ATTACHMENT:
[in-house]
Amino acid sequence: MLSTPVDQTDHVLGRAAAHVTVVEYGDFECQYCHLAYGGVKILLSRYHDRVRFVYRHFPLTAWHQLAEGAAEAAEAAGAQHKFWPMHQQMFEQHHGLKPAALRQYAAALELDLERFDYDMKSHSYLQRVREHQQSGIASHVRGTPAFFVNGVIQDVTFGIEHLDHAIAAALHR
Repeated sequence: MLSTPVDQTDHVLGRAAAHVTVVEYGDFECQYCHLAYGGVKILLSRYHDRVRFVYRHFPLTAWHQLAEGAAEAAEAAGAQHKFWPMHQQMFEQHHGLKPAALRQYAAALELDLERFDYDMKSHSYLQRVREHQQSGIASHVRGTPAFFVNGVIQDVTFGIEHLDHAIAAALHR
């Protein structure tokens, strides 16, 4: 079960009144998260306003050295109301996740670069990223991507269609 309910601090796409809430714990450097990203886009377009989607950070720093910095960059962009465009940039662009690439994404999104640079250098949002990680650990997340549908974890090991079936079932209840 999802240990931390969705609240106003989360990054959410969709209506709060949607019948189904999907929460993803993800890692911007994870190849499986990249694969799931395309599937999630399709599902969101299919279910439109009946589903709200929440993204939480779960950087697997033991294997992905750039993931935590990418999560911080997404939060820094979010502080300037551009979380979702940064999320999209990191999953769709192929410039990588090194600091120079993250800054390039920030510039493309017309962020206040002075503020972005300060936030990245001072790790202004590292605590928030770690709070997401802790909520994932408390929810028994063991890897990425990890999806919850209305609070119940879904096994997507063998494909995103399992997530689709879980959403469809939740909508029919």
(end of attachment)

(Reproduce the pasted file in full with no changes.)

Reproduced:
[in-house]
Amino acid sequence: MLSTPVDQTDHVLGRAAAHVTVVEYGDFECQYCHLAYGGVKILLSRYHDRVRFVYRHFPLTAWHQLAEGAAEAAEAAGAQHKFWPMHQQMFEQHHGLKPAALRQYAAALELDLERFDYDMKSHSYLQRVREHQQSGIASHVRGTPAFFVNGVIQDVTFGIEHLDHAIAAALHR
Repeated sequence: MLSTPVDQTDHVLGRAAAHVTVVEYGDFECQYCHLAYGGVKILLSRYHDRVRFVYRHFPLTAWHQLAEGAAEAAEAAGAQHKFWPMHQQMFEQHHGLKPAALRQYAAALELDLERFDYDMKSHSYLQRVREHQQSGIASHVRGTPAFFVNGVIQDVTFGIEHLDHAIAAALHR
């Protein structure tokens, strides 16, 4: 079960009144998260306003050295109301996740670069990223991507269609 309910601090796409809430714990450097990203886009377009989607950070720093910095960059962009465009940039662009690439994404999104640079250098949002990680650990997340549908974890090991079936079932209840 999802240990931390969705609240106003989360990054959410969709209506709060949607019948189904999907929460993803993800890692911007994870190849499986990249694969799931395309599937999630399709599902969101299919279910439109009946589903709200929440993204939480779960950087697997033991294997992905750039993931935590990418999560911080997404939060820094979010502080300037551009979380979702940064999320999209990191999953769709192929410039990588090194600091120079993250800054390039920030510039493309017309962020206040002075503020972005300060936030990245001072790790202004590292605590928030770690709070997401802790909520994932408390929810028994063991890897990425990890999806919850209305609070119940879904096994997507063998494909995103399992997530689709879980959403469809939740909508029919």